Introduction to the Matacanela Archaeological Project: Collapse and Political Reorganization in a Lowland Mesoamerican Society
Author(s): Marcie Venter
The Matacanela Archaeological Project is a two season effort to more fully understand the transformation of lowland Mesoamerican society at the end of the Classic period. Our particular focus is Classic collapse and Postclassic reorganization in the Tuxtla Mountains of the southern Gulf lowlands. Like other lowland regions (e.g., the southern Maya lowlands) that experienced political decentralization, demographic upheaval, environmental, and climatic change, collapse was not complete or uniformly experienced. This project interrogates differential cultural response to collapse and the creative adaptations that characterized transformations in this lowland society. In this opening presentation, I highlight some of the challenges to understanding this period of transformation in the southern Gulf lowlands, layout the interpretive framework that informs the study, discuss the hypotheses that our work is testing, and consider what we have learned from this first season of fieldwork. I conclude by anticipating what we hope to learn from subsequent research at the site.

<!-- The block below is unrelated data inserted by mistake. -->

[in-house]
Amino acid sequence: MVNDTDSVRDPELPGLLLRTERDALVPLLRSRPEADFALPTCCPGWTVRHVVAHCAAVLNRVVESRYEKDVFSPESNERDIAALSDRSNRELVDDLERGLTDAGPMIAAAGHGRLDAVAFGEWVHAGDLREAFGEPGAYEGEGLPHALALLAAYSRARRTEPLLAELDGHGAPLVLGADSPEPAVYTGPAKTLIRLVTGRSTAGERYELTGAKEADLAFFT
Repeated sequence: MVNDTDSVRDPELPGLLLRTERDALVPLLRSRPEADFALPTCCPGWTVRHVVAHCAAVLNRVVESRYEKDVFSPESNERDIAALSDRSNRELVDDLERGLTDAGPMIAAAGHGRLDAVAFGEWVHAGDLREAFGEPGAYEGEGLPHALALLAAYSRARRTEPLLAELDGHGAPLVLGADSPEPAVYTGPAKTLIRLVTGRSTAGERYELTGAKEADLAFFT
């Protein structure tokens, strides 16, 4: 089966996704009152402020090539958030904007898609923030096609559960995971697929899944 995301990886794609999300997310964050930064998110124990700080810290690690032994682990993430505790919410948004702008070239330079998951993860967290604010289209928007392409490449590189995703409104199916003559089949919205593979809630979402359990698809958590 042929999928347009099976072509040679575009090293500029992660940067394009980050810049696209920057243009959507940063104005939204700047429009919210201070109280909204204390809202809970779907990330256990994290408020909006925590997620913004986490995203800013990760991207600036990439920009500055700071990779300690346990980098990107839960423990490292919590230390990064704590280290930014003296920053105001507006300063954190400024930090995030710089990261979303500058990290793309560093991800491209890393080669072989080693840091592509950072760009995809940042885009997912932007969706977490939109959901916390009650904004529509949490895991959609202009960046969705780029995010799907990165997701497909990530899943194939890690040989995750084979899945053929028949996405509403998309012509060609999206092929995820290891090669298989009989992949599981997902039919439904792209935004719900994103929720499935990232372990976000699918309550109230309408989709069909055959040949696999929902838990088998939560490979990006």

SAA 2015 abstracts made available in tDAR courtesy of the Society for American Archaeology and Center for Digital Antiquity Collaborative Program to improve digital data in archaeology. If you are the author of this presentation you may upload your paper, poster, presentation, or associated data (up to 3 files/30MB) for free. Please visit http://www.tdar.org/SAA2015 for instructions and more information.
This Resource is Part of the Following Collections
- Society for American Archaeology 80th Annual Meeting, San Francisco, CA (2015) •
- The Matacanela Archaeological Project 2014
Cite this Record
Introduction to the Matacanela Archaeological Project: Collapse and Political Reorganization in a Lowland Mesoamerican Society. Marcie Venter. Presented at The 80th Annual Meeting of the Society for American Archaeology, San Francisco, California. 2015 ( tDAR id: 395730)
min long: -107.271; min lat: 12.383 ; max long: -86.353; max lat: 23.08 ;